Ambush by Donna Tartt, 2005
The magic trick:
The war game the children play throughout the story
Almost a decade before Tartt was winning Dickens comparisons with her novel, The Goldfinch, she was executing a similar blend of humor, pathos and plot in stories like “Ambush.” The memorable thing here for me is the story’s central activity – the game the two children play, reenacting the Vietnam War heroism and death of Tim’s father. It’s heartbreaking to see two elementary-aged children trying to process such a tragic event. Like the best Dickensian set pieces, the soldier game registers in the reader’s mind immediately as both a memorable part of the narrative and a powerful symbol. And that’s quite a trick on Tartt’s part.
“See, my dad was trying to chase down this Vietnamese that shot his friend,” said Tim. “And then the Vietnamese killed him, too. I can act it out for you if you want. I’ll be my dad and you be his buddy. OK. Here we are in the jungle.” He walked away a few steps, and then looked back at me. “You’re walking with me. Keep up. We can’t get separated.”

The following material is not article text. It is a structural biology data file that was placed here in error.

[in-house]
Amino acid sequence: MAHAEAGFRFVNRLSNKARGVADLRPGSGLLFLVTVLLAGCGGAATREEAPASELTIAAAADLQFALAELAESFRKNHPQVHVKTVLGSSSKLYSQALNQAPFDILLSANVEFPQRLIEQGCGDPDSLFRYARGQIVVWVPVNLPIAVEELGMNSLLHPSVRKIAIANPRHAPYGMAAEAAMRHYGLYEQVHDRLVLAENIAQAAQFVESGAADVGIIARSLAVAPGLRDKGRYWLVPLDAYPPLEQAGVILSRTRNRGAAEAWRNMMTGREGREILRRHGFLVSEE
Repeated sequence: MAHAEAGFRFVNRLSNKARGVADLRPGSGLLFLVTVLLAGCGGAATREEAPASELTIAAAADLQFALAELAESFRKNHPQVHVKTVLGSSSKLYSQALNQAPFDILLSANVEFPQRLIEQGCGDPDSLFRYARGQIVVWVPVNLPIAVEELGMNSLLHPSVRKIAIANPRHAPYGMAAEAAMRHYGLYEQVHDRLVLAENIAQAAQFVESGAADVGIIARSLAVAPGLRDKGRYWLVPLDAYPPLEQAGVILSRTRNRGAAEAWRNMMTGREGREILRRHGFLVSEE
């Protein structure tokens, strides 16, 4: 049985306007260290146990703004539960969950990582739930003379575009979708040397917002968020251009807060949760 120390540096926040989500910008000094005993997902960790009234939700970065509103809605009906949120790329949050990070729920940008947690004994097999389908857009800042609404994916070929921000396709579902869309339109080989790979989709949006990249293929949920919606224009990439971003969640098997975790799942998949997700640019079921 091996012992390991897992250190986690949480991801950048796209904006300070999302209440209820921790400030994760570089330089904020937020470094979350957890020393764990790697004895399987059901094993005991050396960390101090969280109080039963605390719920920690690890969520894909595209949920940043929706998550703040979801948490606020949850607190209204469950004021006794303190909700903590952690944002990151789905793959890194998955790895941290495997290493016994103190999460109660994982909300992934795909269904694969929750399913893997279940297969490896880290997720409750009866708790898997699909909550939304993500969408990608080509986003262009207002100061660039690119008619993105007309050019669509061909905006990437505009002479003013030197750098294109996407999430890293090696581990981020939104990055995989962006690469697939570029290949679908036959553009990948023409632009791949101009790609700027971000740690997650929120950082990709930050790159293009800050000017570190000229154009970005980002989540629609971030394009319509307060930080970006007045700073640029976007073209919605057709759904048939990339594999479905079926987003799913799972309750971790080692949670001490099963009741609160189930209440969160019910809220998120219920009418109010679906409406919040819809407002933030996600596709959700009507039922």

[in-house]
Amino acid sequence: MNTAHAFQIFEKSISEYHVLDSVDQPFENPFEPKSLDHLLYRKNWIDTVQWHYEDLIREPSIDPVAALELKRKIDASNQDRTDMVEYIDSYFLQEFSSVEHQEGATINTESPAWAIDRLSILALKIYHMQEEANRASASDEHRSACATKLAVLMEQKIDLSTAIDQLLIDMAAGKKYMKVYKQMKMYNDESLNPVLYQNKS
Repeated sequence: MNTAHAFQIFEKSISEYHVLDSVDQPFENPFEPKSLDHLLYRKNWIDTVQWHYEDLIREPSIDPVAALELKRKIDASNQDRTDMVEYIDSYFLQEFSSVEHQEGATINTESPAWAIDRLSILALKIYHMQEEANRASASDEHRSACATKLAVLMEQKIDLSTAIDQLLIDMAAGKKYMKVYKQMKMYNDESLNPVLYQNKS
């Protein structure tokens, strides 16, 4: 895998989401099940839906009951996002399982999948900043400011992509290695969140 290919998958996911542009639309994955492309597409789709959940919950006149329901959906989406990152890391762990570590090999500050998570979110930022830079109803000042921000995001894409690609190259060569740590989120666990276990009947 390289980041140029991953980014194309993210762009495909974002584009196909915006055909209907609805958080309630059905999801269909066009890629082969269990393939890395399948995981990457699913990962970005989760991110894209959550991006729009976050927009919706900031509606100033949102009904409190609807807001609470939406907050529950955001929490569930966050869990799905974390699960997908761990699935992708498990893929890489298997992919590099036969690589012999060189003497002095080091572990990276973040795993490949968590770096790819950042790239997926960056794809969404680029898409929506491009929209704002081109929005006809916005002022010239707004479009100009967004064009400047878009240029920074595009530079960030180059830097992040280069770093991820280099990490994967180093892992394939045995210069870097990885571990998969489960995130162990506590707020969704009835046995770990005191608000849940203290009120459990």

“What’s my name?”
“Hank,” he said, with gratifying swiftness. “Hank Madigan. All right, here we go. We’re walking down the path towards camp, we’re talking, OK?”
“OK,” I said. I caught up with him, and together we crept – heads down, a pair of cautious infantrymen – towards a tangle of shrubbery at the edge of his grandmother’s yard. He’d said we were supposed to be talking, and I wondered if maybe I should ask something soldierly (“How far to camp, sir?”) but Tim had such a grim, determined look on his face that I was slightly afraid to say anything at all, even in character. He ploughed straight ahead, towards the shrubbery, while I kept my eyes on the side of his face.
“Now – all of a sudden, these shots come out the jungle, eck eck eck BOOM. You’re dead,” he said, after a moment or two when I still stood looking at him.
Obediently I clutched my chest and crumpled to the grass. Tim – gratifyingly – dropped to his knees beside me and began to shake my shoulders.